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Don't let this infection take your smile away

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Small fluid-filled blisters, tingling, itching, or burning feeling on the lip (or around your lip)... If you have these symptoms you probably suffer from cold sores.  

Cold sores are a common chronic cutaneous-mucosal infection usually caused by the Herpes simplex virus type 1 (HSV-1). 

It is estimated that 67% of the world population under the age of 50 is known to be a carrier of the virus that causes cold sores and that the majority of infections are asymptomatic. 

Although this kind of infection is extremely contagious when the symptoms are present, can be transmitted to other even when there are no symptoms. 

This infection is benign and can often be cured without any treatment. Nonetheless, there are precautions that can diminish the feeling of discomfort and help prevent contagion.

Cold sores in the area below the nose
Cold sores in the area below the nose

How do cold sores appear? 

Cold sores (herpes labialis) are a common chronic cutaneous-mucosal infection usually caused by the Herpes simplex virus type 1 (HSV-1). 

The first infection occurs predominantly in childhood and it is often asymptomatic. After the initial infection the virus migrates through the sensory nerves to the closest ganglion, where it remains dormant throughout life. Periodically, it may be reactivated in certain circumstances. 

Antiviral creams
Antiviral creams

Factors that contribute to the virus reactivation 

  • Stress, fatigue; 
  • Fever, flu, cold; 
  • Menstrual period; 
  • Excessive sun exposure; 
  • Extreme weather conditions (cold, heat, wind); 
  • Depressed immune systems.

Labial patches - Evolution and treatment of cold sores
Labial patches - Evolution and treatment of cold sores

Classic symptoms 

  • Burning, tingling and itchy feeling; 
  • Inflammation, swelling; 
  • Slight pain. 

Cold sores appear mainly in the external surface of the lip, around the lips or in the nose area. It starts with a red spot which rapidly (within 48h) becomes covered by small blisters (vesicles) that can break open giving way to a greater injury with a light-coloured fluid inside.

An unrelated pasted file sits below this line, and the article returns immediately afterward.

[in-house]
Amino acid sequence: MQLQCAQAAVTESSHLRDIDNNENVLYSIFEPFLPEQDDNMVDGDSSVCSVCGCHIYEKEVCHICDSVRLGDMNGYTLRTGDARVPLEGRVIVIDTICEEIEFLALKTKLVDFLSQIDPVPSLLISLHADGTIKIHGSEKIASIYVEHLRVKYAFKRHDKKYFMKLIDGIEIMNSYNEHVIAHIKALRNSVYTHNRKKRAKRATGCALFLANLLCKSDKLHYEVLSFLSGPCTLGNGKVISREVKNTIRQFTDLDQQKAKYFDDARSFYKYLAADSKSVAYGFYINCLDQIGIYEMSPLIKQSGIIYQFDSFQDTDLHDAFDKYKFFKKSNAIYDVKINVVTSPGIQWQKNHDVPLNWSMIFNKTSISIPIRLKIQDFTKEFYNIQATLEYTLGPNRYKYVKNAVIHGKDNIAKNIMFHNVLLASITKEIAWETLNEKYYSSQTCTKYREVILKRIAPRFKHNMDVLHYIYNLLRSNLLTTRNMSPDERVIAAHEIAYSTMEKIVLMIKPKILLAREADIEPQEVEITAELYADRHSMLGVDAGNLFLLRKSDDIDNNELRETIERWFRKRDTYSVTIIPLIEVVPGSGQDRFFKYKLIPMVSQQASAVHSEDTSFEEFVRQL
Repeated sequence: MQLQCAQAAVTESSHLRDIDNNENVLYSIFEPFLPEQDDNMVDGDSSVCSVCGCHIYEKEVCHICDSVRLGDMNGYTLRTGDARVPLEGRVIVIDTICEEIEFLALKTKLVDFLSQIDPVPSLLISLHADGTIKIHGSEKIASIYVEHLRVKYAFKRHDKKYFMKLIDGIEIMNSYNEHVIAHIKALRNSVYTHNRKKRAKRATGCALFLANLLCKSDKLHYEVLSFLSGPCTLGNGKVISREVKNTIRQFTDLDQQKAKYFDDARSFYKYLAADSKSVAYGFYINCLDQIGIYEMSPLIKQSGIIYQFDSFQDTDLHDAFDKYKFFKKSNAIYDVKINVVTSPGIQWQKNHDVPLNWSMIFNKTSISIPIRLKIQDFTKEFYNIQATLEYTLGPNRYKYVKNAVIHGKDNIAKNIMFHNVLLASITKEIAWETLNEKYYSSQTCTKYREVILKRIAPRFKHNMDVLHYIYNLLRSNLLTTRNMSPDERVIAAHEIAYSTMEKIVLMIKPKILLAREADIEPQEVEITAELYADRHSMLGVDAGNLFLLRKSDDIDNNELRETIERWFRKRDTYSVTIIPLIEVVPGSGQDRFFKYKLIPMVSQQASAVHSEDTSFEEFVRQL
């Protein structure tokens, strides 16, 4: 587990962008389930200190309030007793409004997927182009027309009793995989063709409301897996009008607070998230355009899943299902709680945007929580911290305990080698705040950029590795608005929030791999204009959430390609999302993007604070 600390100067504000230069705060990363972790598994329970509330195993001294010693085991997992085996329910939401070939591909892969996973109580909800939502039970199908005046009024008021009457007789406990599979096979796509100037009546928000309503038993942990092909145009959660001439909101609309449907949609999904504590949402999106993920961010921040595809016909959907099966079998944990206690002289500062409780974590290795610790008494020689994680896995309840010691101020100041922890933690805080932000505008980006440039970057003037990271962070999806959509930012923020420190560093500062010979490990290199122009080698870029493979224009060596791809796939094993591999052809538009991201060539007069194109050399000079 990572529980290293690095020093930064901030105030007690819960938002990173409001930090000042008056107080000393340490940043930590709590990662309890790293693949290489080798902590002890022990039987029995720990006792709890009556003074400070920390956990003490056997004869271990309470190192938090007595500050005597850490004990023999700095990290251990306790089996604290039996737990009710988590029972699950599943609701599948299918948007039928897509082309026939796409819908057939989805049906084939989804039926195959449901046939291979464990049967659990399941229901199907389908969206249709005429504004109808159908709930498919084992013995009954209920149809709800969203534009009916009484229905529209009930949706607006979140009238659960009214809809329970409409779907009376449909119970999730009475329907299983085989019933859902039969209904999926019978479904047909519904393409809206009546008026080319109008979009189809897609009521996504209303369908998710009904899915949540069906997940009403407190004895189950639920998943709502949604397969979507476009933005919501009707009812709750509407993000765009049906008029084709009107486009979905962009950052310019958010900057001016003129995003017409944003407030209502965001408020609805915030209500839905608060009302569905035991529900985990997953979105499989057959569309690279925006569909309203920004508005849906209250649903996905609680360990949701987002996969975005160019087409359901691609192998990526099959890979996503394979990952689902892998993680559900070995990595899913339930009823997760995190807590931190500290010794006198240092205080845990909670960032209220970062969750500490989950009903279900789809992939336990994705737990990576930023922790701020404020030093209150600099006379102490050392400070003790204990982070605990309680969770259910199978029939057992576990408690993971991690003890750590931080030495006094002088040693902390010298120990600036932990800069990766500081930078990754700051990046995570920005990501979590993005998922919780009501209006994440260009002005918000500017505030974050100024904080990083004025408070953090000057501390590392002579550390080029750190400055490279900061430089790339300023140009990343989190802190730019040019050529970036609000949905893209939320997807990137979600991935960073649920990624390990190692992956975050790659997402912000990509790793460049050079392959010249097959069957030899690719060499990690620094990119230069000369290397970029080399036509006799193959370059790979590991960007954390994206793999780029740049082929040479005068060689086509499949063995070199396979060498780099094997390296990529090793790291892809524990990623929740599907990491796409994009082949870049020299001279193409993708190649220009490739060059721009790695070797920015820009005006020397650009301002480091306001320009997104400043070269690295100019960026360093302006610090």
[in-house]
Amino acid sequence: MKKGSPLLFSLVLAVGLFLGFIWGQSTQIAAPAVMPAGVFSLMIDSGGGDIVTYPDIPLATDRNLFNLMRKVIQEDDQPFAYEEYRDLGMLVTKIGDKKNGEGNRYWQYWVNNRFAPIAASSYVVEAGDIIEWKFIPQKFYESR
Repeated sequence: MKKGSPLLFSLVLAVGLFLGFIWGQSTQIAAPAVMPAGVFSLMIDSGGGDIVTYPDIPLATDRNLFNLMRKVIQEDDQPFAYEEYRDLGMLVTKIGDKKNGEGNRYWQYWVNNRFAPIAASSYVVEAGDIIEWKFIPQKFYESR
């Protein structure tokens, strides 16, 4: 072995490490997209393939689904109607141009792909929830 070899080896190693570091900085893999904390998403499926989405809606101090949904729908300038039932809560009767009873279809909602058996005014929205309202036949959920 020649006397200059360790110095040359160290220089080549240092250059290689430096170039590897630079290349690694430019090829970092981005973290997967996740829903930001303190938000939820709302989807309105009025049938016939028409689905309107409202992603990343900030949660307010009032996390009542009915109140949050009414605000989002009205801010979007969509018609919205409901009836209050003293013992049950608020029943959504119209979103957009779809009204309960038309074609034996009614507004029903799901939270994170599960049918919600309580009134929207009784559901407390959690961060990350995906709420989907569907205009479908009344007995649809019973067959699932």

Afterwards, with the evolution of the injury, a yellow crust is formed. When this crust appears the contagion risk is significantly reduced but not eliminated. After approximately two weeks, this period can vary, the scabs will naturally fall off, leaving no scars. 

Oral antiviral treatment
Oral antiviral treatment

How to treat this problem? 

Approximately 10 days after the appearance of herpetic eruptions these will eventually heal. However, this process can be uncomfortable, and you may require some help to speed up recovery and relieve the symptoms. 

  • Non-prescription medicinal products 
    • Antiviral creams (acyclovir, acyclovir with hydrocortisone, penciclovir): these should be used as soon as the first symptoms appear; they prevent viral replication, shortening symptom duration and speeding up the healing of lesions; the use of these creams in combination with hydrocortisone can be useful when the lesion is painful and inflammation spreads. 
    • Balms and creams (plant extract-based and emollient-based) liquid bandage 
    • Patches - the lesion becomes less visible; healing occurs adequately, and the risk of contagion is reduced.
  • Prescription-only medicinal products 
    • Oral antiviral (acyclovir, valacyclovir): these should be used in more severe cases or in immunocompromised patients at risk of developing serious health complications.

Lip sunscreen
Lip sunscreen

Preventing cold sores 

  • Keep the skin of your lips hydrated and moisturized
  • Use lip sunscreen, especially when there is a higher sun exposure;  
  • Avoid direct contact (avoid kissing) whenever lesions are visible and give particular attention to immunocompromised patients and children;  
  • Do not share personal use objects, such as glasses, cutlery, razor blades, towels, lipsticks, and other cosmetic products, like cream or makeup; 
  • Wash your hands often; 
  • Avoid touching your eyes and genitals because there is the risk of spreading the infection; 
  • Avoid the practice of oral sex, even when using condom;  
  • Avoid sports involving physical contact; 
  • Never pop blisters otherwise the infection will spread.


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